Agan, J. C. & Lehman, R. L. Department of Physical and Life Sciences, Texas A&M University-Corpus Christi 6300 Ocean Dr., Corpus Christi, TX 78412 USA Benthic algal sampling from high and low energy zones at a selected site on the south jetty at Port Aransas, Texas was completed between April 1999 and February 2000. Species composition and seasonal periodicity in relation to temperature and salinity fluctuations were determined. Dominant plants throughout the year included Bryocladia cuspidata, Bryocladia thyrsigera, Gelidium pusillum, Centroceras clavulatum, Ulva fasciata, and Padina gymnospora. The Rhodophyta dominated species coverage, along with biomass accumulation, although Chlorophyta species accrued the greatest biomass on the high energy side in April and June sampling. Chlorophyta are important to benthic coverage and biomass in the shallowest of waters, despite being fewer in species richness. Phaeophyta species including Petalonia fascia, Hincksia mitchelliae, and Ectocarpus siliculosus were found only during the cooler months. Padina gymnospora was the one exception as it was collected year-round. Results indicate that a greater Rhodophyta abundance was found on the channel side (low energy), where as, the surf side (high energy) contained a greater Chlorophyta abundance. Phaeophyta abundance for both high and low energy sites were comparable possibly due to the greater depth of water in which they are located. Little variance occurred in average biomass accumulation throughout the year. Highest biomass was in August (216.613g dry weight) with lowest occurring in April (107.4205g dry weight). [source]


Article first published online: 24 SEP 200
Millie, D. F.1, Fahnenstiel, G. L.2, Carrick, H. J.3, Lohrenz, S. E.4, & Schofield, O. M. E.5 1USDA-Agricultural Research Service, Sarasota, FL 34236, USA, 2NOAA-Lake Michigan Field Station, Muskegon, MI 49441, USA, 3Institute of Marine Science, University of Southern Mississippi, Stennis Space Center, MS 39529, USA, 4Department of Biological Sciences, State University of New York at Buffalo, Buffalo, NY 14060, USA; 5Isttitute of Marine and Coastal Sciences, Rutgers University, 71 Dudley Road New Brunswick NJ 08901 USA, Sediment resuspension is an annually recurrent feature during spring holomixis in southern Lake Michigan. Relationships between resuspension events and phyt-oplankton biomass, compositional dynamics, and pro-duction were evaluated during 1998 and 1999. Increased water-column light attenuation (KPAR) and suspended particulate matter (SPM) concentrations corresponded with resuspension events within nearshore regions. However, neither KPAR nor SPM corresponded with chlorophyll (Chl) a concentrations, indicating no impact of resuspension on instantaneous biomass accumulation. Diatoms and cryptophytes dominated phytoplankton assemblages and together typically comprised greater than 85% of the Chl a. The associations of SPM/KPAR with diatom Chl a, and the inverse relationship between relative diatom and crypto-phyte Chl a corresponded with the dominance of diatoms and cryptophytes in near- and offshore waters, respectively. Moreover, a spatial variation in species composition occurred during resuspension events; small, centric diatoms exhibiting meroplanktonic life histories and large, pennate diatoms considered benthic in origin were associated with sediment resuspension whereas large, net diatoms and cryptophytes typically comprising phytoplankton of the annual spring bloom and of optically-clear, offshore waters were not. The presence of viable diatom photopigments and the abundance of small centric diatoms within the surficial sediments, established this layer as the source of meroplankton. Integral production was dramatically reduced within sediment-impacted waters; however, nearshore assemblages appeared to have greater photosynthetic capacities than offshore assemblages. Although resuspension dramatically influenced near-shore phytoplankton assemblages, it appeared to have little, if any relationship with the compositional development of the annual spring bloom. [source]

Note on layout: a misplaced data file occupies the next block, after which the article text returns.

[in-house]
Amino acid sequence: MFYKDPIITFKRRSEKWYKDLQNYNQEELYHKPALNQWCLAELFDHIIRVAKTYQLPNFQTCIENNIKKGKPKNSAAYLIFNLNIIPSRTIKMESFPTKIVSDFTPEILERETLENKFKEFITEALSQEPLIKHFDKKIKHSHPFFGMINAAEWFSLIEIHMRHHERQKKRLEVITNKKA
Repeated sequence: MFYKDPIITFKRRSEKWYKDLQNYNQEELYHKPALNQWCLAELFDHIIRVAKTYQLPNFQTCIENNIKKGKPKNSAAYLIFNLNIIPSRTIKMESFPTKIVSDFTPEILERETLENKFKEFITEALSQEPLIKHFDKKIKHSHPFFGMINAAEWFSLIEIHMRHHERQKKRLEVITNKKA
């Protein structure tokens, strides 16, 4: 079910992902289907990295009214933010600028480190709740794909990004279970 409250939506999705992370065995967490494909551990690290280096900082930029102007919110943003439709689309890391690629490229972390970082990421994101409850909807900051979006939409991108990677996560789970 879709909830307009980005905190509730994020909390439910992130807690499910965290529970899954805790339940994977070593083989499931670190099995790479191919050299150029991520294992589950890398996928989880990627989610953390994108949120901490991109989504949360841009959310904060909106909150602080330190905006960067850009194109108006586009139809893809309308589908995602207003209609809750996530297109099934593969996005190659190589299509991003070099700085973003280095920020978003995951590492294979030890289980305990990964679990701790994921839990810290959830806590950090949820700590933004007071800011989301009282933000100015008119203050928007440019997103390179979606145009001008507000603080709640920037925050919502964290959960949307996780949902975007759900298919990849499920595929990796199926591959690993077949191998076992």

Effects of prolonged restriction in water supply on photosynthesis, shoot development and storage root yield in sweet potato

Philippus Daniel Riekert Van Heerden